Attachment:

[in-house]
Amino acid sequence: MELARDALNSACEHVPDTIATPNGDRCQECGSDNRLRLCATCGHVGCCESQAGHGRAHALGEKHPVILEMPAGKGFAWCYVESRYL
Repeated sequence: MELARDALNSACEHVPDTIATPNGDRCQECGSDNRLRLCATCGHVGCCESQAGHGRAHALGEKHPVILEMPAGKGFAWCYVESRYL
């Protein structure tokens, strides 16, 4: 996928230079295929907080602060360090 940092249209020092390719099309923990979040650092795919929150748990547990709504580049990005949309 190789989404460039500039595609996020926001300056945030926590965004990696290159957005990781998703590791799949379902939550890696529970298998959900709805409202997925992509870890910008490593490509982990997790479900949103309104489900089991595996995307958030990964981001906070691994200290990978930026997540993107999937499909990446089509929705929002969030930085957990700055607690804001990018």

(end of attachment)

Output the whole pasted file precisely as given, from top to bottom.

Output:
[in-house]
Amino acid sequence: MELARDALNSACEHVPDTIATPNGDRCQECGSDNRLRLCATCGHVGCCESQAGHGRAHALGEKHPVILEMPAGKGFAWCYVESRYL
Repeated sequence: MELARDALNSACEHVPDTIATPNGDRCQECGSDNRLRLCATCGHVGCCESQAGHGRAHALGEKHPVILEMPAGKGFAWCYVESRYL
């Protein structure tokens, strides 16, 4: 996928230079295929907080602060360090 940092249209020092390719099309923990979040650092795919929150748990547990709504580049990005949309 190789989404460039500039595609996020926001300056945030926590965004990696290159957005990781998703590791799949379902939550890696529970298998959900709805409202997925992509870890910008490593490509982990997790479900949103309104489900089991595996995307958030990964981001906070691994200290990978930026997540993107999937499909990446089509929705929002969030930085957990700055607690804001990018």